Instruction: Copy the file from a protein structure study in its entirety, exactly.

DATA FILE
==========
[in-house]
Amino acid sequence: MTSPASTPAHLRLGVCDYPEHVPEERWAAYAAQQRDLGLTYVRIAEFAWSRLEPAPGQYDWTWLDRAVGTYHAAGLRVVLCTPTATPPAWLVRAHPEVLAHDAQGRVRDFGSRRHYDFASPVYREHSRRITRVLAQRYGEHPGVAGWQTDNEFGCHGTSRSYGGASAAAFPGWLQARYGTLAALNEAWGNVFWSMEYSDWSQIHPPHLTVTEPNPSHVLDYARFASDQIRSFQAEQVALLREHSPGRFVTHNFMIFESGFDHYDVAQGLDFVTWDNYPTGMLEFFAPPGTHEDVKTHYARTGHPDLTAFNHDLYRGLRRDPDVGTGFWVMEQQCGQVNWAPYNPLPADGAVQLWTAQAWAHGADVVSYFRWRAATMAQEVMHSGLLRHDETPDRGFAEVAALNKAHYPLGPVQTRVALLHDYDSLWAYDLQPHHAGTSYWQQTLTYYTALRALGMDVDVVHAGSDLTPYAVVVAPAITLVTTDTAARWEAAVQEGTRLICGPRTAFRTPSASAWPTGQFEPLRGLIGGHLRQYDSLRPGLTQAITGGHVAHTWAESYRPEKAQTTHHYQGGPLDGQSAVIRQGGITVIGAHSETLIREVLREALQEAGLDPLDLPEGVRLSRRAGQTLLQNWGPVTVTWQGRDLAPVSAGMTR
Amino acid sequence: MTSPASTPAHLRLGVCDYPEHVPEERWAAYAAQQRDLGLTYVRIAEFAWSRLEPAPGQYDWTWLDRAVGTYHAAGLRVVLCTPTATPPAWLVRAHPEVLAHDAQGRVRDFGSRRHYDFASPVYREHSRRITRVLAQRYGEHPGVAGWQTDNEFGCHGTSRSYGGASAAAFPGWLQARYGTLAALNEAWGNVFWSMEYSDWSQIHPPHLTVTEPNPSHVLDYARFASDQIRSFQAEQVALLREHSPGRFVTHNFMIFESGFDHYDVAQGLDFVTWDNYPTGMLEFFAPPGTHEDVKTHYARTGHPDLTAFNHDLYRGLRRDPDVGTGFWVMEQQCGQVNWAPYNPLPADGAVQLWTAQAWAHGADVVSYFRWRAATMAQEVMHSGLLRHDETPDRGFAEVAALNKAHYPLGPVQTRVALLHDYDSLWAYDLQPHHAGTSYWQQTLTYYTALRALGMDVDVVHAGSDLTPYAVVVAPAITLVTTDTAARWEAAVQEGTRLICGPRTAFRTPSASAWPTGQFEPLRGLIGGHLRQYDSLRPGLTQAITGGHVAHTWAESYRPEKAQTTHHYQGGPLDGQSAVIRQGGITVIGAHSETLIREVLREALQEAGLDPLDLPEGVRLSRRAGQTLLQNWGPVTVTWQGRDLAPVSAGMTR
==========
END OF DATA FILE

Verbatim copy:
[in-house]
Amino acid sequence: MTSPASTPAHLRLGVCDYPEHVPEERWAAYAAQQRDLGLTYVRIAEFAWSRLEPAPGQYDWTWLDRAVGTYHAAGLRVVLCTPTATPPAWLVRAHPEVLAHDAQGRVRDFGSRRHYDFASPVYREHSRRITRVLAQRYGEHPGVAGWQTDNEFGCHGTSRSYGGASAAAFPGWLQARYGTLAALNEAWGNVFWSMEYSDWSQIHPPHLTVTEPNPSHVLDYARFASDQIRSFQAEQVALLREHSPGRFVTHNFMIFESGFDHYDVAQGLDFVTWDNYPTGMLEFFAPPGTHEDVKTHYARTGHPDLTAFNHDLYRGLRRDPDVGTGFWVMEQQCGQVNWAPYNPLPADGAVQLWTAQAWAHGADVVSYFRWRAATMAQEVMHSGLLRHDETPDRGFAEVAALNKAHYPLGPVQTRVALLHDYDSLWAYDLQPHHAGTSYWQQTLTYYTALRALGMDVDVVHAGSDLTPYAVVVAPAITLVTTDTAARWEAAVQEGTRLICGPRTAFRTPSASAWPTGQFEPLRGLIGGHLRQYDSLRPGLTQAITGGHVAHTWAESYRPEKAQTTHHYQGGPLDGQSAVIRQGGITVIGAHSETLIREVLREALQEAGLDPLDLPEGVRLSRRAGQTLLQNWGPVTVTWQGRDLAPVSAGMTR
Amino acid sequence: MTSPASTPAHLRLGVCDYPEHVPEERWAAYAAQQRDLGLTYVRIAEFAWSRLEPAPGQYDWTWLDRAVGTYHAAGLRVVLCTPTATPPAWLVRAHPEVLAHDAQGRVRDFGSRRHYDFASPVYREHSRRITRVLAQRYGEHPGVAGWQTDNEFGCHGTSRSYGGASAAAFPGWLQARYGTLAALNEAWGNVFWSMEYSDWSQIHPPHLTVTEPNPSHVLDYARFASDQIRSFQAEQVALLREHSPGRFVTHNFMIFESGFDHYDVAQGLDFVTWDNYPTGMLEFFAPPGTHEDVKTHYARTGHPDLTAFNHDLYRGLRRDPDVGTGFWVMEQQCGQVNWAPYNPLPADGAVQLWTAQAWAHGADVVSYFRWRAATMAQEVMHSGLLRHDETPDRGFAEVAALNKAHYPLGPVQTRVALLHDYDSLWAYDLQPHHAGTSYWQQTLTYYTALRALGMDVDVVHAGSDLTPYAVVVAPAITLVTTDTAARWEAAVQEGTRLICGPRTAFRTPSASAWPTGQFEPLRGLIGGHLRQYDSLRPGLTQAITGGHVAHTWAESYRPEKAQTTHHYQGGPLDGQSAVIRQGGITVIGAHSETLIREVLREALQEAGLDPLDLPEGVRLSRRAGQTLLQNWGPVTVTWQGRDLAPVSAGMTR